Two days ago I spent 9 hours sitting in the speaker’s box in the Tasmanian lower house watching a debate on legislation that proposed the decriminalisation of abortion. The legislation is both controversial and sensitive and it will come as no surprise to any of you that I support it. During the debate, thanks to where I was sitting, I had a direct view of facial expressions and reactions, as well as being able to hear cross-floor conversations.
The proposed legislation would allow women equal rights under Tasmanian law, as terminations are the only health procedure covered under the criminal code. Prior to the debate I expected some of the more conservative politicians not to understand this and I expected them to offend me. What I did not expect was to see members of the parliament, specifically from the Tasmanian Liberal Party, be blatantly sexist during the entirety of the debate.
I find it no coincidence that under the leadership of women, the most progressive legislation in Tasmanian history has been introduced into the parliament. I also find it no coincidence that overwhelmingly, conservative men oppose and undermine it. These are men who tick all the boxes; white, privileged, older, overtly religious – the stereotype seems to be so often true.
It began when member for Lyons, Rebecca White, stood to speak for the bill. Bec is a popular, intelligent and strong female presence in the parliament. She is also young, in her first term, incredibly well dressed and attractive. Can you guess what comes next?
As she spoke Misogynist #1* turns to his parliamentary colleagues and starts having seemingly irrelevant and certainly not urgent conversations, loudly. He also mumbles objections, loudly. At this stage I wasn’t sure if what I was watching was blatant sexism, but then he sealed the deal. He pulls out a laptop, sits it (appropriately) on his lap, thrusting it open so it makes a loud bang against he desk and then closes it not long after. There is no doubt in my mind that it was intentional. One of Bec’s staffers begins to fume, I look at her and she says, ‘He always does this’.
Next, his sidekick Misogynist #2** picks up his water glass. Does he take a sip? Is he, as you would expect, thirsty? No. He picks it up only to move it across his desk and slam it down noisily and again, in the middle of Bec’s contribution. This is also the man who thinks that if we decriminalise abortion women will not hesitate to demand abortions up to 9 months, committing a, “terrible assault on the unborn”. This is a blatant misrepresentation of the legislation.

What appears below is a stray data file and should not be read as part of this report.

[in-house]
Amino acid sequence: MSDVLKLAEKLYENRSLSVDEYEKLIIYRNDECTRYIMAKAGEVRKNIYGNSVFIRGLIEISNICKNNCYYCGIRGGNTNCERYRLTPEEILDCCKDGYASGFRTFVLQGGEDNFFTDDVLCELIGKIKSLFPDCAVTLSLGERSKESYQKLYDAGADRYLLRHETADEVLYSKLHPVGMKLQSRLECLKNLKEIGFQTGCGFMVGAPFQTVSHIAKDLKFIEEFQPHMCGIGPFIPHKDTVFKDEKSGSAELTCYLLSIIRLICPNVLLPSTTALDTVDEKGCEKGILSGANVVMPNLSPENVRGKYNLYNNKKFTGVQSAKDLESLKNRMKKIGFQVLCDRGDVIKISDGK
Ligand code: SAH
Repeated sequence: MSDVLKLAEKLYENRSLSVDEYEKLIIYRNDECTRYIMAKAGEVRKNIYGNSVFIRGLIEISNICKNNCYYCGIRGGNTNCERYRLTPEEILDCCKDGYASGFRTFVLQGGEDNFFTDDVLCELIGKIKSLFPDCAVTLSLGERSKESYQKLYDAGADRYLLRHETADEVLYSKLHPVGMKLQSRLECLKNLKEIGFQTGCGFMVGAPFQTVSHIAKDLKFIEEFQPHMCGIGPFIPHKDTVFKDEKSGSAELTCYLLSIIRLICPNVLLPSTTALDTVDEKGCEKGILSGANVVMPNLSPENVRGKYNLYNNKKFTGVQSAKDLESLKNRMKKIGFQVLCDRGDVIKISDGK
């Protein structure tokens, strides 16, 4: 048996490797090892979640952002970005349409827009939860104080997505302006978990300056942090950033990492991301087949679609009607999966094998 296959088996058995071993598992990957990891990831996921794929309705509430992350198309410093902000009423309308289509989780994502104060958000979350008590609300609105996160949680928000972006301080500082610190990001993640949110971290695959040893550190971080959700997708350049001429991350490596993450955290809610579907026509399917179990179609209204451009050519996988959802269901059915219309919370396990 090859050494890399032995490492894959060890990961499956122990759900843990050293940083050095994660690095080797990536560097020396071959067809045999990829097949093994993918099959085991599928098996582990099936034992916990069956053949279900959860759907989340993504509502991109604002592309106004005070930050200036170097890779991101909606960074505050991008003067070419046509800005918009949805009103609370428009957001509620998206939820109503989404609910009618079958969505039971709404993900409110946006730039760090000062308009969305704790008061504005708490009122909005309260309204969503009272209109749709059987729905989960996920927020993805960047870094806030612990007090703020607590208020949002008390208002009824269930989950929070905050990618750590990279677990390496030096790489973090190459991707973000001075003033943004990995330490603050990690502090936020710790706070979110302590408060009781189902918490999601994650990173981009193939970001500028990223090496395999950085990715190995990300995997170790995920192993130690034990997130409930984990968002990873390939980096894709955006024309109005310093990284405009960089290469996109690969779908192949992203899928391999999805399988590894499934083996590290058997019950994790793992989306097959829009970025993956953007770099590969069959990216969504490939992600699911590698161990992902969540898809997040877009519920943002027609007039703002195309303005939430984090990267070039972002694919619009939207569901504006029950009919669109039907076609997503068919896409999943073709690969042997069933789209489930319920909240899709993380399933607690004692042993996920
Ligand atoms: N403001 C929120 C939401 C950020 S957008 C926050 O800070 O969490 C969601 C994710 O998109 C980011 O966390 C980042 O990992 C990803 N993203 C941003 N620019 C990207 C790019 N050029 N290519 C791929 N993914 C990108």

From that point onward, any female MP in the Green or Labor party had to endure the same treatment. Admittedly, Misogynist #1 was rude to males but the tone and persistence was different. Furthermore, the men he heckled responded and it was clear it was some kind of macho-off or power struggle. When the females spoke they turned away from him and did their best to hide their frustration.
Some people will tell me that this is just how these men do politics, that it’s their style. My response: that doesn’t mean it’s not sexist and I believe our society is too apologetic of such behaviour.
I left the parliament with incredibly mixed reactions, the bill had passed, now making its way to the upper house and on the other hand, I had watched our top political institution demonstrate it wasn’t ready to treat me as an equal. Reactions to my comments on Twitter and conversations with other women who were there only seem to confirm my observations and their frustration and weariness of such treatment was clear.
This is why our Prime Minister still needs to make speeches about misogyny.
This is why it’s OK to still call men out for sexism, you’re not overreacting.
This is why we need to decriminalise abortion; because a political environment such as the one I described proves current legislation is an insult to the idea of gender equality.
This is why we still need feminism.